Throwing a flag on Chelsea’s fans

Published 12:13 pm Wednesday, October 29, 2008

Chelsea head coach Wade Waldrop said it best when talking about the crowd at Friday’s game against Shelby County.

“The fans were outstanding over there screaming and yelling the whole game. It’s a great atmosphere,” he said.

Unfortunately for Waldrop, he was talking about the Shelby County fans, who outnumbered the home crowd nearly 2-to-1.

There is no excuse for how the community of Chelsea has shied away from supporting its football team this season. Last year, the stands were packed as the Hornets ended a nine-year Shelby County win streak. Just because one team is 8-0 and the other is 3-5, record is no a reason not to show up for what is considered the county’s biggest rivalry.

Earlier last week, I drove through Main Street of Columbiana and saw storefront after storefront painted in red and white.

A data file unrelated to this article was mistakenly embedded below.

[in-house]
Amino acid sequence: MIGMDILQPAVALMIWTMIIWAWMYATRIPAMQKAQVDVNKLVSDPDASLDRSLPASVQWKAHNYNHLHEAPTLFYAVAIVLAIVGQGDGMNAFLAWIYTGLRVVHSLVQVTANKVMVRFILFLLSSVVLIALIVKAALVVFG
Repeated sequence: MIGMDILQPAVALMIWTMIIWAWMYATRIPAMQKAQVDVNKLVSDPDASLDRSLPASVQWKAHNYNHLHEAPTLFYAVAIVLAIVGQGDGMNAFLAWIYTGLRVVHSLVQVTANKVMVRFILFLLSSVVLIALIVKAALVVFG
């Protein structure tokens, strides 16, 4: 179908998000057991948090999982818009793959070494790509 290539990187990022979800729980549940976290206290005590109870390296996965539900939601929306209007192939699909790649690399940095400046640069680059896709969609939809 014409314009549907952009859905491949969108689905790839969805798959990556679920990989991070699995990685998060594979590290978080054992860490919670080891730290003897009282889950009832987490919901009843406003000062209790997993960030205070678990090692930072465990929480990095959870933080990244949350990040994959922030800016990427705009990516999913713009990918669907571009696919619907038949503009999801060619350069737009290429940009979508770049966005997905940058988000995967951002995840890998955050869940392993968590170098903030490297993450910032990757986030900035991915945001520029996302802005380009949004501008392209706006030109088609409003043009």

“Roll Shelby,” “Beat Chelsea,” “Playoff Bound.”

Chelsea shyly put up blue and silver ribbons at businesses. But that was for homecoming one week prior. There was nothing special for the rivalry.

The only thing worse than a fairweather/bandwagon fan is a lukewarm fan. Either come and attempt to be the 12th man by getting behind your team or stay home for the rest of the time that you live in this community. Don’t sit in the middle sulking over a rough season and refusing to show your face for the biggest game of the year.

A player’s mentality can be altered by what surrounds him. If that surrounding is of disbelief by fans, then it can quickly flow into a locker room.

But I believe in redemption and forgiveness. And one way to get that forgiveness by Chelsea players, coaches and the proud student section is to pack out the stand this Thursday.

I had never seen such a poor showing of support until Friday. Frankly, I’d expect a better showing from the city that is “all about family.”

So does Darion Sutton, who downed your team with three touchdowns Friday.

“I don’t know if it was their record or not, but they should have more people than we did.”

Outside the lines is a weekly opinion column.